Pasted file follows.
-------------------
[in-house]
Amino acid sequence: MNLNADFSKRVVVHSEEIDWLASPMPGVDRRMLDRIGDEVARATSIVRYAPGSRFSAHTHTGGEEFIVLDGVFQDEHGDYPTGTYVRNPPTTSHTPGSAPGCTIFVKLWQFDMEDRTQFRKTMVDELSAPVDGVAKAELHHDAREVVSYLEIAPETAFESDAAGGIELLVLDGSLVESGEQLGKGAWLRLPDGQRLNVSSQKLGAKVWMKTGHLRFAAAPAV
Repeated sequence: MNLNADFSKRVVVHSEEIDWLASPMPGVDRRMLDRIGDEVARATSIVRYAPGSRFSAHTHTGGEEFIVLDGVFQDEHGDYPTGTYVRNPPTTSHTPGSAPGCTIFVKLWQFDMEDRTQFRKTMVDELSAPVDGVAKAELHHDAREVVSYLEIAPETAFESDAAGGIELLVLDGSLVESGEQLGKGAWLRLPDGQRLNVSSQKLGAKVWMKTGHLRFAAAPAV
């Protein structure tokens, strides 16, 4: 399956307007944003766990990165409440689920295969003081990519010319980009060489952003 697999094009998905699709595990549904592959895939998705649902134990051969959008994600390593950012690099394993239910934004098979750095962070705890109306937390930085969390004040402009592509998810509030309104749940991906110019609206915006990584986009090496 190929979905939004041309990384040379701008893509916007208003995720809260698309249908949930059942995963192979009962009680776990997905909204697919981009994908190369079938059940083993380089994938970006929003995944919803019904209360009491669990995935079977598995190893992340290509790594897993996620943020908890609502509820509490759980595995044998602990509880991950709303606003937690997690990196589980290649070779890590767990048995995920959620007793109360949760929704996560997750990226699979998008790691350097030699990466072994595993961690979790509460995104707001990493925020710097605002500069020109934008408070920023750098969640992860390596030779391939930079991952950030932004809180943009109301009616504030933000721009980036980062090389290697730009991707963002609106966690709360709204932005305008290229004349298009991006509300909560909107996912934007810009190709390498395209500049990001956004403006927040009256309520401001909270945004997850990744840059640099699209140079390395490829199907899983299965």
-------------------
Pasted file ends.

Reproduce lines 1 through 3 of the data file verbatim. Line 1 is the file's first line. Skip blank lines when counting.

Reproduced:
[in-house]
Amino acid sequence: MNLNADFSKRVVVHSEEIDWLASPMPGVDRRMLDRIGDEVARATSIVRYAPGSRFSAHTHTGGEEFIVLDGVFQDEHGDYPTGTYVRNPPTTSHTPGSAPGCTIFVKLWQFDMEDRTQFRKTMVDELSAPVDGVAKAELHHDAREVVSYLEIAPETAFESDAAGGIELLVLDGSLVESGEQLGKGAWLRLPDGQRLNVSSQKLGAKVWMKTGHLRFAAAPAV
Repeated sequence: MNLNADFSKRVVVHSEEIDWLASPMPGVDRRMLDRIGDEVARATSIVRYAPGSRFSAHTHTGGEEFIVLDGVFQDEHGDYPTGTYVRNPPTTSHTPGSAPGCTIFVKLWQFDMEDRTQFRKTMVDELSAPVDGVAKAELHHDAREVVSYLEIAPETAFESDAAGGIELLVLDGSLVESGEQLGKGAWLRLPDGQRLNVSSQKLGAKVWMKTGHLRFAAAPAV